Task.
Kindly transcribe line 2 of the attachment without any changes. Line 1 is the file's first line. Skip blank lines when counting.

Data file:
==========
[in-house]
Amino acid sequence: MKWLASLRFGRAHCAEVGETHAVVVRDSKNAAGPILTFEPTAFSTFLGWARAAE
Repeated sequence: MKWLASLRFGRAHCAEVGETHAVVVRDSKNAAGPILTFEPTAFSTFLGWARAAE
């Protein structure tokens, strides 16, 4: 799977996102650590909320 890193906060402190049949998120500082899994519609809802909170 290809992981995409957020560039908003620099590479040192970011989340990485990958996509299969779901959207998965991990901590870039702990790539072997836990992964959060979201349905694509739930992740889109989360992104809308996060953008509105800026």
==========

Amino acid sequence: MKWLASLRFGRAHCAEVGETHAVVVRDSKNAAGPILTFEPTAFSTFLGWARAAE